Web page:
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Taylorsville • Emotions at Westbrook Elementary ran the gamut Friday after a teacher's concealed handgun accidentally discharged, shattering a toilet and injuring her leg.

Students first expressed concern, then reflection and, finally, a little humor the day after 6th-grade teacher Michelle Ferguson-Montgomery's 9 mm Glock went off in a faculty bathroom.

"I'm just glad no one was seriously hurt," said John Ebner, whose son is in fourth grade at Westbrook. "Personally, I'm not a gun person, but I'm not really against them. In this day and age we live in, I don't know if it is such a bad thing that some teachers are carrying weapons."

In a letter posted on the school website, Principal Karen Chatterton acknowledged parents' worries and urged them to talk to their state representatives.

"Please be assured that our district and school policy is as restrictive as possible as far as state law will permit, to ensure student and staff safety to the highest degree possible," Chatterton wrote.

Granite School District policy requires concealed weapon holders to have their guns on their person and "in their control" at all times.

Ebner talked about the accident with his son after school Thursday. He was glad his son's first concern was for the teacher, but was surprised with the student's other thoughts.

"I didn't know he liked the idea of teachers with guns," Ebner said. "He was glad she carries a gun in case some crazy comes into the school.

"I thought he would be upset and that it might scare him," the father said. "But with all the news coverage and the Internet, they know everything and are exposed to all the stories about school shootings."

Sixth-grader Derek Atkinson is in Ferguson-Montgomery's class and said he knew she carried a gun because he saw it on her hip when she bent over in the classroom. The teacher's nickname is "Iron Woman."

Students learned about the incident, which happened before school started, after an extra-long morning recess while teachers were told how to share the news with their pupils, Atkinson said. The sixth-grader took the accident in stride.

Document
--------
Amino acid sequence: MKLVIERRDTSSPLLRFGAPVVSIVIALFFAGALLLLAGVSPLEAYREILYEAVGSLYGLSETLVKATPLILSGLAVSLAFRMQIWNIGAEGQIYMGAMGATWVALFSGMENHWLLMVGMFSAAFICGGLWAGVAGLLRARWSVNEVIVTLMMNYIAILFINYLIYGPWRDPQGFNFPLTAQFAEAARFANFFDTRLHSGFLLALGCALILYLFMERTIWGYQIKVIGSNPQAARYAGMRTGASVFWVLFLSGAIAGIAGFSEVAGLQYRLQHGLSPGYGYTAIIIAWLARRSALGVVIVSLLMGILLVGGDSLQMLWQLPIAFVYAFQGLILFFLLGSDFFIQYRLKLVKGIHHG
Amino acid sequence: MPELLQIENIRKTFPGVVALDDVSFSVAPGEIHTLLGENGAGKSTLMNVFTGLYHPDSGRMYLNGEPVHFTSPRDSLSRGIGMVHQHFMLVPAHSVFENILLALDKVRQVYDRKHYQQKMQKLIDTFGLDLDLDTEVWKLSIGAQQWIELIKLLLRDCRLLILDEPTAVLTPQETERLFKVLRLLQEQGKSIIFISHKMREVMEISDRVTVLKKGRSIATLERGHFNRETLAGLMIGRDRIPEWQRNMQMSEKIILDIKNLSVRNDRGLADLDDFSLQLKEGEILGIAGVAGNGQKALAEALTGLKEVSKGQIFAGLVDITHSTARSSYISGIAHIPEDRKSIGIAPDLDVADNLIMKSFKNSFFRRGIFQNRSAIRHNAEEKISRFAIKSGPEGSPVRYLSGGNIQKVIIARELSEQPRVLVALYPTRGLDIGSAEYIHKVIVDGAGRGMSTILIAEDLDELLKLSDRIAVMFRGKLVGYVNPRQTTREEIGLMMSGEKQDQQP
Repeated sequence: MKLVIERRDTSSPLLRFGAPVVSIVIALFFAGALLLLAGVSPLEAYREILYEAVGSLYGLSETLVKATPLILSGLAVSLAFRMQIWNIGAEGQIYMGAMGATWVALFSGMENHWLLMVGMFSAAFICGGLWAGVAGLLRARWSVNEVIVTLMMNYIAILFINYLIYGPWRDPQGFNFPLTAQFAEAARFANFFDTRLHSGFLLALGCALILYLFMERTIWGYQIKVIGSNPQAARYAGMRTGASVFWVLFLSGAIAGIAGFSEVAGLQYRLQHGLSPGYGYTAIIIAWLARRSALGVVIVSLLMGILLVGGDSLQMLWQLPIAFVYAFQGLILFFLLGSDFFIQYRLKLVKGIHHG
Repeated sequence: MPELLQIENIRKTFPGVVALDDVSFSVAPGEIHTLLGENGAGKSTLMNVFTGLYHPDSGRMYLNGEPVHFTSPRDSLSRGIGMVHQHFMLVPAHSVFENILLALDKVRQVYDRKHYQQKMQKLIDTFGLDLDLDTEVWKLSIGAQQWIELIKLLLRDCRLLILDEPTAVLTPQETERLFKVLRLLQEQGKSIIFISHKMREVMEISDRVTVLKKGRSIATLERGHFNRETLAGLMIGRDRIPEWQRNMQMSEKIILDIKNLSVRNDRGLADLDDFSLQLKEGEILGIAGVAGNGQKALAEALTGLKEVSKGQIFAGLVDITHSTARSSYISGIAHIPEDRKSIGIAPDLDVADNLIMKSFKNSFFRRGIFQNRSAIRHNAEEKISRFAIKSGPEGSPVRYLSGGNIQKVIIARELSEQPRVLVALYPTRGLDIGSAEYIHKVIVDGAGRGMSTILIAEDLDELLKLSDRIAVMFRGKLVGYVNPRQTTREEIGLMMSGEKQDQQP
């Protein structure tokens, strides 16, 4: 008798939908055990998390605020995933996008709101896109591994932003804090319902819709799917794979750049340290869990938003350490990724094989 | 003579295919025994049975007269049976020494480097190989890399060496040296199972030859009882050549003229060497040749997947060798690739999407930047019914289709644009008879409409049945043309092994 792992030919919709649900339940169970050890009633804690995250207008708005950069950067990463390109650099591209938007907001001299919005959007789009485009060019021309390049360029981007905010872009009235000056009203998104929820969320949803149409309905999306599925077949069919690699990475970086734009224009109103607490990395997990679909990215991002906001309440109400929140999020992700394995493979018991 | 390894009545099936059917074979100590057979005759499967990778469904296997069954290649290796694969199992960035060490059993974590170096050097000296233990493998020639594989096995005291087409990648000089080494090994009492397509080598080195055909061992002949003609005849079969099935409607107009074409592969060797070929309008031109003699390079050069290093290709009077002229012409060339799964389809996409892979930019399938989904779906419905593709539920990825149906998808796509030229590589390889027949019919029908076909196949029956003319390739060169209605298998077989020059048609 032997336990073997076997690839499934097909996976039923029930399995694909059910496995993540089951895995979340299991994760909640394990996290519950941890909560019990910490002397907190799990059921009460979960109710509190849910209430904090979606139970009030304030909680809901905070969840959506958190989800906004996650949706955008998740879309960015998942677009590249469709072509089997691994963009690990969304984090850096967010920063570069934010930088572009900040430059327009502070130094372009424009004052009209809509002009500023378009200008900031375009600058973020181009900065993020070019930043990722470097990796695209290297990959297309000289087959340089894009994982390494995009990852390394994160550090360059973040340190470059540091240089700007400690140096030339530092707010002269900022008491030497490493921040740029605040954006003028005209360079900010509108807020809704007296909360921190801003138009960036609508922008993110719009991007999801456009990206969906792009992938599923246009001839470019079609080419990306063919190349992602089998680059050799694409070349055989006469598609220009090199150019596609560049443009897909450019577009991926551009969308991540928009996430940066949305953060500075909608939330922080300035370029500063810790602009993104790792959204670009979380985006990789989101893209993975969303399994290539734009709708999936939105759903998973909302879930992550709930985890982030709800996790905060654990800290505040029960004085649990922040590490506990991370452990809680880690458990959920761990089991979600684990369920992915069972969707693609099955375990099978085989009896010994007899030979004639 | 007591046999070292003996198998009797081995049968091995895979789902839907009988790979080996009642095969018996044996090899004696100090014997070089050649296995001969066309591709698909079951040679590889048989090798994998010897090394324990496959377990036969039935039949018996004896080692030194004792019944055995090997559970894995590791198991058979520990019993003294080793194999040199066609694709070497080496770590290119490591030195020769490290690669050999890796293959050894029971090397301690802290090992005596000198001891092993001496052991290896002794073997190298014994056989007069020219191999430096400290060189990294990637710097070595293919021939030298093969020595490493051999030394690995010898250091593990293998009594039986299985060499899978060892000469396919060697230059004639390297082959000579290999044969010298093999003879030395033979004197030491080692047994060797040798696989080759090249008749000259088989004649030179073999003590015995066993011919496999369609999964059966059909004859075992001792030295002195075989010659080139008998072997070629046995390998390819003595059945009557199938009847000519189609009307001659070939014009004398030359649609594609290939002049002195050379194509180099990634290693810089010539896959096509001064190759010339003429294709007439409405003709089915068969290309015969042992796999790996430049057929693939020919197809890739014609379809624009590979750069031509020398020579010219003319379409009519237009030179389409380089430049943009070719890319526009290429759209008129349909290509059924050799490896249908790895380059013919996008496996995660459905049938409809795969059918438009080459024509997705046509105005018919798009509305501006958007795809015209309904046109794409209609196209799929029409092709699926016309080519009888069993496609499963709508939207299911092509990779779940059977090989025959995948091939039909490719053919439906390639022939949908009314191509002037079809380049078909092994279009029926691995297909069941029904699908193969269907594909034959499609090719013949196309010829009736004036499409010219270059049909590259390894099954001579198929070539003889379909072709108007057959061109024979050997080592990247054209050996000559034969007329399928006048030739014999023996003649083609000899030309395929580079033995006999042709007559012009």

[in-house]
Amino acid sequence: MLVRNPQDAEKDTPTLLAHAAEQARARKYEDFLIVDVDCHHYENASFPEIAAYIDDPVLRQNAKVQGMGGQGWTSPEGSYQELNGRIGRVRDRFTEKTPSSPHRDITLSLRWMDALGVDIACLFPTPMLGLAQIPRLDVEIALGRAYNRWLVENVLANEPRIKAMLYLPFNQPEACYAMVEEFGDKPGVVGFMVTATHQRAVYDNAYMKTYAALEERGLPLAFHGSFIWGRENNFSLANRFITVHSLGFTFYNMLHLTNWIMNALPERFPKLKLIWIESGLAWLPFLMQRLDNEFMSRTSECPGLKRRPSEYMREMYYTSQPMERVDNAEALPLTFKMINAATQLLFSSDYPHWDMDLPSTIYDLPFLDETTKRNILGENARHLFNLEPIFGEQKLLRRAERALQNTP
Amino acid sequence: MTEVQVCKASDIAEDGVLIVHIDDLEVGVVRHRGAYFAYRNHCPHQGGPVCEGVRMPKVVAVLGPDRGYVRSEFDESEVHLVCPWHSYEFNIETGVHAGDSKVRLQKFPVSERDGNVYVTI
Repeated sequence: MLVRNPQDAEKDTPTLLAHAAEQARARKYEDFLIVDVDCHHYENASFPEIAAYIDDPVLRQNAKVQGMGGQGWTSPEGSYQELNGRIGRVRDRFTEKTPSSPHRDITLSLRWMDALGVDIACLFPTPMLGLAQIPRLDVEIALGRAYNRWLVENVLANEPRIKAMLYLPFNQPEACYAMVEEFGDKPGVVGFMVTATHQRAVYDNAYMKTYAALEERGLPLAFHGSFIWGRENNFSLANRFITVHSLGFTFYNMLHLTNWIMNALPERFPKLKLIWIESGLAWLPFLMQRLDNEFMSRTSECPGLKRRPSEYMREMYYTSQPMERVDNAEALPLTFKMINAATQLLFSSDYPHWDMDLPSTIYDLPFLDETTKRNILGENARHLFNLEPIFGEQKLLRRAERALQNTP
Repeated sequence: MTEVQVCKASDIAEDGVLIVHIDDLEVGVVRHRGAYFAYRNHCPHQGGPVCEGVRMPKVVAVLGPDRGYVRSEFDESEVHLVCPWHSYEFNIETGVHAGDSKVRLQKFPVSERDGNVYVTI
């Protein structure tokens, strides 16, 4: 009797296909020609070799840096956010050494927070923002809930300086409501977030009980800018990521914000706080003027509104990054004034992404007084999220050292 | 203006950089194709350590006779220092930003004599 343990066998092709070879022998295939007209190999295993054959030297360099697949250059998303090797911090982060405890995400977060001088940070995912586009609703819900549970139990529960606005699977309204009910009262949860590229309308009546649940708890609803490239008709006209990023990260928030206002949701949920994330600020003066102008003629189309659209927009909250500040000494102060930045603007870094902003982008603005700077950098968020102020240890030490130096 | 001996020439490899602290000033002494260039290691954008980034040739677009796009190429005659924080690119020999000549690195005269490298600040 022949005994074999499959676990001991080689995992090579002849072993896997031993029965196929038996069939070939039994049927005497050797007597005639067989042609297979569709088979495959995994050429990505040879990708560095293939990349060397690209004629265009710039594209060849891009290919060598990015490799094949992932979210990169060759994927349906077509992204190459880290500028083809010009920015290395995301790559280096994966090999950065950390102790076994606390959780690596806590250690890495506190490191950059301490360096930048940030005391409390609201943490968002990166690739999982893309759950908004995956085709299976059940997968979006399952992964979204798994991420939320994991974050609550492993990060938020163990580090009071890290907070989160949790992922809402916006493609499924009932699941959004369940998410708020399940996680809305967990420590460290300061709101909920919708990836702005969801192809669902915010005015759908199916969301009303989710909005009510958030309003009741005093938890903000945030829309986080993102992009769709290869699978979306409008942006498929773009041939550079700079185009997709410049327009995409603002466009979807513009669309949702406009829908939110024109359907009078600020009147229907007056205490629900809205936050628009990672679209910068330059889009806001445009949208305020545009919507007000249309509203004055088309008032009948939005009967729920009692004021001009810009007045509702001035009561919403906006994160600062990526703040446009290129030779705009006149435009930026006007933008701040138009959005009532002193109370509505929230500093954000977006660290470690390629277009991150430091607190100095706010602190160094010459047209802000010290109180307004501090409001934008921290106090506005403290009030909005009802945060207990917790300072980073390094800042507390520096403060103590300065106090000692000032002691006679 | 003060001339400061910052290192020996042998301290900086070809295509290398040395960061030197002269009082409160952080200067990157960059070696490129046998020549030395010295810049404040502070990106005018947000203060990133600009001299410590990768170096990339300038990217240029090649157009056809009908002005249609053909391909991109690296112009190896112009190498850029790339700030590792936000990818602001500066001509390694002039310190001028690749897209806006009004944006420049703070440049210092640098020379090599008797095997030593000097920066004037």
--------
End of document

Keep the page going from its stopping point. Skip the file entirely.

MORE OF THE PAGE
"Meh," he said, shrugging his shoulders after a scheduled short day at school Friday. "It isn't really a scary thing to think the teacher has a gun because if there was a hard lockdown, she would have the gun to protect us."

Stacey Atkinson said her son was mostly focused on what was destroyed during the incident.

"He really laughed that the toilet exploded," she said.

Ferguson-Montgomery's concealed handgun went off in a faculty restroom at 8:45 a.m. Thursday. Granite School District spokesperson Ben Horsley said the teacher was hit by fragments from the toilet and possibly the bullet in her lower left calf. Ferguson-Montgomery, a 14-year veteran of the school, was taken to Intermountain Medical Center for treatment and released.

Atkinson said he wasn't sure if his teacher's nickname was related to her packing a gun, or just because she is a tough person who is rumored to have walked out on her own after the incident.

Classes proceeded normally and crisis counselors were provided for students, parents and teachers. A handful of parents pulled their children out of school, Horsley said.

He said the district has heard from people on both sides of the gun debate.

"We have had some nasty and unkind emails," Horsley said. "We try to respond to as many as possible. A number of people are very angry on one side of this issue — allowing teachers to bring weapons on campus. We have referred them to the governing body that allows that to occur. For a lot of people, this is a political issue. The district does not have that privilege; we have to adhere to the law."

Joanna Espinosa was picking up a child, not her own, from Westbrook Elementary and said she was "shocked" to hear about the shooting.

"If he was my child, I wouldn't want him to be in this school," she said. "I didn't even know teachers could have a gun. Wow. I'm sure parents are very upset and will be asking more about teachers."

Another mother who asked not to be identified was upset about the incident and said she hoped the teacher would not return.

But John Lambert, whose daughter is a Westbrook kindergartner, said his worries about the shooting were quelled because the accident did not happen in a classroom and no one other than the teacher was hurt.

"I guess I don't mind if [teachers] have them, but they should be secured in the holster with the safety on," he said. "It is kind of nice they are there in case something bad happens, but maybe they could be a little more cautious."

In a school blog posted late Thursday, Chatterton said "the main concern was the well-being of our students or staff who may feel anxiety over this incident."

The principal told parents there is little the school can do to limit concealed weapon carriers' access to the school or inform parents of which teachers have gun permits. State law protects the identity of concealed weapon permit holders.

"Some of you have already expressed concern with allowing your student on campus where a weapon may be present due to the fact that we are unaware of who may or may not have a concealed weapon permit," the principal wrote. "This is an issue and concern that should be addressed with your state legislators."

She then provided email addresses for Taylorsville Republican Sen. Wayne Harper and Rep. Jim Dunnigan.